ROME— In vintage Pope Francis style, the pontiff broke with tradition and delivered an off-the-cuff homily for Easter Sunday, one of the very few improvised speeches in such a solemn setting from a pope who’s used to putting his prepared remarks aside to speak from the heart on more informal occasions.

“Jesus has risen from the dead,” Francis said. “And this is not a fantasy. It’s not a celebration with many flowers [pointing at the arrangements surrounding him]. This is beautiful, but [the resurrection] is more.”

Pope Francis celebrates the Easter Mass, in St. Peter's Square, at the Vatican, Sunday, April 16, 2017. (Credit: AP Photo/Andrew Medichini.)
Pope Francis celebrates the Easter Mass, in St. Peter’s Square, at the Vatican, Sunday, April 16, 2017. (Credit: AP Photo/Andrew Medichini.)

“It is the mystery of the thrown-away stone, that ends up being the cornerstone of our existence. Christ has risen from the dead. In this throwaway culture, where that which is not useful takes the path of the use-and-throw, where that which is not useful is discarded, that stone that was discarded is the fountain of life,” he said.

And even “us, little pebbles,” who’ve been thrown in an earth full of “suffering, tragedy,” with faith in the risen Christ, “have a reason for being, amidst so much calamity. A sense to look beyond: There is not a wall, but a horizon. There’s life, joy, in there is the cross with this ambivalence.”

The pope began his remarks saying that the Church, facing “our distrust, [and] closed and fearful hearts,” continues to say, “calm down, the Lord has risen.”

But, he continued, if he has come back from the dead, “how do these things happen, so many tragedies: illnesses, human trafficking, human exploitation, wars, destruction, mutilations, vengeance, hatred?”

“Where is the Lord?” he asked aloud.

Francis then shared that on Saturday he’d phoned a young man, an engineer with a “serious illness,” and the pope told him “there are no explanations for what’s happening to you. Look at Jesus crucified, God has done this with his son. There’s no other explanation.”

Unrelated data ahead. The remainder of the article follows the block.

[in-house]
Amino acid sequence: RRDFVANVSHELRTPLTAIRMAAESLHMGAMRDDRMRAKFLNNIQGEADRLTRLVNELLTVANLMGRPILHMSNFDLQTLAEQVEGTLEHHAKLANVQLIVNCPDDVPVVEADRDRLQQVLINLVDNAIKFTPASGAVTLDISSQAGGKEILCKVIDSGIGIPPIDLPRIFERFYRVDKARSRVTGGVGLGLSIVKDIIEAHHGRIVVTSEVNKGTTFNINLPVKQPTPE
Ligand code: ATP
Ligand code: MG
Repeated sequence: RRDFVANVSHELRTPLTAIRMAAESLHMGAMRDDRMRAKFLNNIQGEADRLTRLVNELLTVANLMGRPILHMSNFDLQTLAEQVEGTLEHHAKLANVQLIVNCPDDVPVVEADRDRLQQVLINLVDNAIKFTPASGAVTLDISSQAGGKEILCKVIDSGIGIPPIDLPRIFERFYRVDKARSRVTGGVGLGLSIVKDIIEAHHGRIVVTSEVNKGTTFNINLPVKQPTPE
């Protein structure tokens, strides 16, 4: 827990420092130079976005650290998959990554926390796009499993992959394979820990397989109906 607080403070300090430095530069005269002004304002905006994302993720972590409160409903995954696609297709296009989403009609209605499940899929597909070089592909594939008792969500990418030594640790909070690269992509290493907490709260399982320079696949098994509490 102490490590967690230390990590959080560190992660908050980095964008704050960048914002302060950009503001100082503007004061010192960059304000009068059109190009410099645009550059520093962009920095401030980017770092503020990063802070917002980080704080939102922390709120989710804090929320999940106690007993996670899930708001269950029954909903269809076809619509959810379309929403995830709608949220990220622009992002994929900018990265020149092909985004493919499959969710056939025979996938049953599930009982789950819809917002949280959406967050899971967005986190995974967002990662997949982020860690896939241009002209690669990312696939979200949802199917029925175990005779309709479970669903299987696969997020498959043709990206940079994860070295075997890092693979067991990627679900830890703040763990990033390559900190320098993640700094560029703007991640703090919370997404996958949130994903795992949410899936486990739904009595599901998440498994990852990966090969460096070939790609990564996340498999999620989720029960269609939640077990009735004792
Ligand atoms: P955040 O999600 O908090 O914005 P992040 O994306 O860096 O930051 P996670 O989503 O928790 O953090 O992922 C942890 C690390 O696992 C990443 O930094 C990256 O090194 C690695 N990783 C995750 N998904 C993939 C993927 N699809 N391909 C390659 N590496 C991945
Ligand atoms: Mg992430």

To this, the pontiff said, the man answered: “Yes, but he [God] asked his Son and the Son said yes. He didn’t ask me if I wanted this.

“And this moves us. Not one of us is asked, ‘Are you happy with what’s happening in the World? Are you willing to carry this cross?’” he said.

“Today the Church continues to say, stop, Jesus is risen.”

Francis has improvised homilies before. He does so every morning in Santa Marta, behind closed doors. Every Holy Thursday, when he visits prisons or refugee centers to celebrate the Mass for the Lord’s Last Supper, and he even did so once in the middle of a tropical storm, in the Philippines, back in 2015.

Yet he’s never strayed far from the text in such a solemn context before. On this occasion, however, there was no homily, he improvised all the way.

“You, little pebble, have a reason in life. Because you’re a pebble holding on to the cornerstone, that stone that evilness of sin has discarded,” Francis said in his homily. “What does the Church say amidst so much tragedy: the stone that was discarded wasn’t … From within the heart [the Church says] Jesus is risen!”

Closing his homily, Francis called upon those present to think about the every-day problems of life, illnesses, wars, human tragedies and say, “with a humble voice, without flowers, alone, to God who’s in front of us: ‘I don’t know how this is going, but I’m sure that Christ has risen.’”

Urbi et Orbi

After the Mass, and this time staying true to the text, Pope Francis went up to the “loggia centrale,” or the central balcony in St. Peter’s Basilica overlooking the square, to deliver what is known as the Urbi et Orbi blessing.

Pope Francis waves prior to delivering his Urbi et Orbi (to the city and to the world) message, from the main balcony of St. Peter's Basilica at the Vatican, Sunday, April 16, 2017. (Credit: AP Photo/Gregorio Borgia.)
Pope Francis waves prior to delivering his Urbi et Orbi (to the city and to the world) message, from the main balcony of St. Peter’s Basilica at the Vatican, Sunday, April 16, 2017. (Credit: AP Photo/Gregorio Borgia.)

This window is used regularly twice a year, for this blessing imparted on Easter Sunday and Christmas day. It’s also the window from where a new pope is presented to the world.